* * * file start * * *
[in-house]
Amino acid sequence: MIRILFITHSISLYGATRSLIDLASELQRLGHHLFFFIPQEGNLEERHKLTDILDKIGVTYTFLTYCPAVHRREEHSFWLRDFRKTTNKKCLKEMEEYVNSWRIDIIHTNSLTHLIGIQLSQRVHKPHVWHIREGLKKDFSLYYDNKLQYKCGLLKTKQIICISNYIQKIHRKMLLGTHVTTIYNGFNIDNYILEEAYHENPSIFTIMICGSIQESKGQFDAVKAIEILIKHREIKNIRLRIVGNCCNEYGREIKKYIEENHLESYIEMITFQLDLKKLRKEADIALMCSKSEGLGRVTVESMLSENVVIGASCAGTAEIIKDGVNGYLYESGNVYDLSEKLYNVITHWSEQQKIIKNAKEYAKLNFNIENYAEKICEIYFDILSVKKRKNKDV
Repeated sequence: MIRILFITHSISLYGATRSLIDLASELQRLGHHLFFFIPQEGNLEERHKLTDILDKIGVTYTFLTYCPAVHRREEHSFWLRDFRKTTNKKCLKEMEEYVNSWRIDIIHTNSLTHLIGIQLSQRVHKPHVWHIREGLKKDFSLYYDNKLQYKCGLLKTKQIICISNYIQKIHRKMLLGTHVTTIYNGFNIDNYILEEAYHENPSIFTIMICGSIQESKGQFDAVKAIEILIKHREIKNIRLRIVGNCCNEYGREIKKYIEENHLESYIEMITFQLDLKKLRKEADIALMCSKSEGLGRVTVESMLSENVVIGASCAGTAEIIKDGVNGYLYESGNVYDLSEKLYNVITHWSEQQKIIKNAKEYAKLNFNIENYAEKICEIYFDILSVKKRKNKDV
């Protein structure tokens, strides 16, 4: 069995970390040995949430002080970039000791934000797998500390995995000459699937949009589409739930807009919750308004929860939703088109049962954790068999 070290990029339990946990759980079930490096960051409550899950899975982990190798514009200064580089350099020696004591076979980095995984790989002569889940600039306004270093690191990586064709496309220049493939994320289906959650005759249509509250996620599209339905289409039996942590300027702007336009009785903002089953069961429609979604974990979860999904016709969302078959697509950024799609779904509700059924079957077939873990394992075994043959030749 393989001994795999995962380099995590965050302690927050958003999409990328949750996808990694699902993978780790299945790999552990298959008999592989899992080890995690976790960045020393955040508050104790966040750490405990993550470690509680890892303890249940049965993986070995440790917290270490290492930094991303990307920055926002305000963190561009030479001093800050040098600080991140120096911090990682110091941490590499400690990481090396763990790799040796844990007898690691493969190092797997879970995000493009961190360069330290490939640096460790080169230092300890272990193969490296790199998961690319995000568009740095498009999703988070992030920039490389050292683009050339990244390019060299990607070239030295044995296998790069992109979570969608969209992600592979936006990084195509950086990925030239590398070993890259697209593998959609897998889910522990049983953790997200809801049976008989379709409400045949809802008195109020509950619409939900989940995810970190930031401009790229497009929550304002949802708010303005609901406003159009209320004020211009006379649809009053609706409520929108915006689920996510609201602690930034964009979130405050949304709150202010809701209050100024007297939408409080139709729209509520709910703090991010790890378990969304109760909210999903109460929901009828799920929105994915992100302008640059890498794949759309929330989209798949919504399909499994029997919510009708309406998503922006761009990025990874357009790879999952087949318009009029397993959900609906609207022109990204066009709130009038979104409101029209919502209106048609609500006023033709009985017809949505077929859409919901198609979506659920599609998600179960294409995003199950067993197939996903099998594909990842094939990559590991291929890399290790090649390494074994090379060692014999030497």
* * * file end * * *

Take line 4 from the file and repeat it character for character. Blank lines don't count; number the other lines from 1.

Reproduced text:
């Protein structure tokens, strides 16, 4: 069995970390040995949430002080970039000791934000797998500390995995000459699937949009589409739930807009919750308004929860939703088109049962954790068999 070290990029339990946990759980079930490096960051409550899950899975982990190798514009200064580089350099020696004591076979980095995984790989002569889940600039306004270093690191990586064709496309220049493939994320289906959650005759249509509250996620599209339905289409039996942590300027702007336009009785903002089953069961429609979604974990979860999904016709969302078959697509950024799609779904509700059924079957077939873990394992075994043959030749 393989001994795999995962380099995590965050302690927050958003999409990328949750996808990694699902993978780790299945790999552990298959008999592989899992080890995690976790960045020393955040508050104790966040750490405990993550470690509680890892303890249940049965993986070995440790917290270490290492930094991303990307920055926002305000963190561009030479001093800050040098600080991140120096911090990682110091941490590499400690990481090396763990790799040796844990007898690691493969190092797997879970995000493009961190360069330290490939640096460790080169230092300890272990193969490296790199998961690319995000568009740095498009999703988070992030920039490389050292683009050339990244390019060299990607070239030295044995296998790069992109979570969608969209992600592979936006990084195509950086990925030239590398070993890259697209593998959609897998889910522990049983953790997200809801049976008989379709409400045949809802008195109020509950619409939900989940995810970190930031401009790229497009929550304002949802708010303005609901406003159009209320004020211009006379649809009053609706409520929108915006689920996510609201602690930034964009979130405050949304709150202010809701209050100024007297939408409080139709729209509520709910703090991010790890378990969304109760909210999903109460929901009828799920929105994915992100302008640059890498794949759309929330989209798949919504399909499994029997919510009708309406998503922006761009990025990874357009790879999952087949318009009029397993959900609906609207022109990204066009709130009038979104409101029209919502209106048609609500006023033709009985017809949505077929859409919901198609979506659920599609998600179960294409995003199950067993197939996903099998594909990842094939990559590991291929890399290790090649390494074994090379060692014999030497």